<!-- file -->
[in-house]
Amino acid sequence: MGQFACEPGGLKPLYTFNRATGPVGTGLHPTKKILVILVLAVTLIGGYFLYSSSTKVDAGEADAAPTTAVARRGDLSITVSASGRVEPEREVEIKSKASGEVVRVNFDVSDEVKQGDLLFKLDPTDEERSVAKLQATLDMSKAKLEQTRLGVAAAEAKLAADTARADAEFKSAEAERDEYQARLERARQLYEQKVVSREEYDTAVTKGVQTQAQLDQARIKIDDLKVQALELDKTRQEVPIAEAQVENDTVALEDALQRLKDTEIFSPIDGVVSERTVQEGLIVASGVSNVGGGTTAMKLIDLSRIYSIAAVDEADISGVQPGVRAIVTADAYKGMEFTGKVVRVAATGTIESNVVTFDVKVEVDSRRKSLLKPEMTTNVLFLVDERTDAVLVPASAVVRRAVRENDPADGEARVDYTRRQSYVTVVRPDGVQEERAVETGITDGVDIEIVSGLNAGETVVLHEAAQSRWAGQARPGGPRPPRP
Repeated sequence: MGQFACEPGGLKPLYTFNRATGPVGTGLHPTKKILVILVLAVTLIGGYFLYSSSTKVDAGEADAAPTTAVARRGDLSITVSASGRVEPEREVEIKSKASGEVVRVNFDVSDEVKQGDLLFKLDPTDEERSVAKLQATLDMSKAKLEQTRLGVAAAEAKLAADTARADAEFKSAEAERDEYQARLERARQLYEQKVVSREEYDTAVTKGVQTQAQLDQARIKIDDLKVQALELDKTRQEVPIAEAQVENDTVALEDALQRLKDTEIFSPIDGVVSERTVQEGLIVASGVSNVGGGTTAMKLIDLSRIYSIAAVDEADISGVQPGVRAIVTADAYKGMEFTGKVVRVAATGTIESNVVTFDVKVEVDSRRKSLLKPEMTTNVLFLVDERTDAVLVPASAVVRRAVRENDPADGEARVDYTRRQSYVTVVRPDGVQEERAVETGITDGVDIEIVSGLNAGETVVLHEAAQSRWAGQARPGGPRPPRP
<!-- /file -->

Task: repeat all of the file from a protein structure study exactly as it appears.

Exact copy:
[in-house]
Amino acid sequence: MGQFACEPGGLKPLYTFNRATGPVGTGLHPTKKILVILVLAVTLIGGYFLYSSSTKVDAGEADAAPTTAVARRGDLSITVSASGRVEPEREVEIKSKASGEVVRVNFDVSDEVKQGDLLFKLDPTDEERSVAKLQATLDMSKAKLEQTRLGVAAAEAKLAADTARADAEFKSAEAERDEYQARLERARQLYEQKVVSREEYDTAVTKGVQTQAQLDQARIKIDDLKVQALELDKTRQEVPIAEAQVENDTVALEDALQRLKDTEIFSPIDGVVSERTVQEGLIVASGVSNVGGGTTAMKLIDLSRIYSIAAVDEADISGVQPGVRAIVTADAYKGMEFTGKVVRVAATGTIESNVVTFDVKVEVDSRRKSLLKPEMTTNVLFLVDERTDAVLVPASAVVRRAVRENDPADGEARVDYTRRQSYVTVVRPDGVQEERAVETGITDGVDIEIVSGLNAGETVVLHEAAQSRWAGQARPGGPRPPRP
Repeated sequence: MGQFACEPGGLKPLYTFNRATGPVGTGLHPTKKILVILVLAVTLIGGYFLYSSSTKVDAGEADAAPTTAVARRGDLSITVSASGRVEPEREVEIKSKASGEVVRVNFDVSDEVKQGDLLFKLDPTDEERSVAKLQATLDMSKAKLEQTRLGVAAAEAKLAADTARADAEFKSAEAERDEYQARLERARQLYEQKVVSREEYDTAVTKGVQTQAQLDQARIKIDDLKVQALELDKTRQEVPIAEAQVENDTVALEDALQRLKDTEIFSPIDGVVSERTVQEGLIVASGVSNVGGGTTAMKLIDLSRIYSIAAVDEADISGVQPGVRAIVTADAYKGMEFTGKVVRVAATGTIESNVVTFDVKVEVDSRRKSLLKPEMTTNVLFLVDERTDAVLVPASAVVRRAVRENDPADGEARVDYTRRQSYVTVVRPDGVQEERAVETGITDGVDIEIVSGLNAGETVVLHEAAQSRWAGQARPGGPRPPRP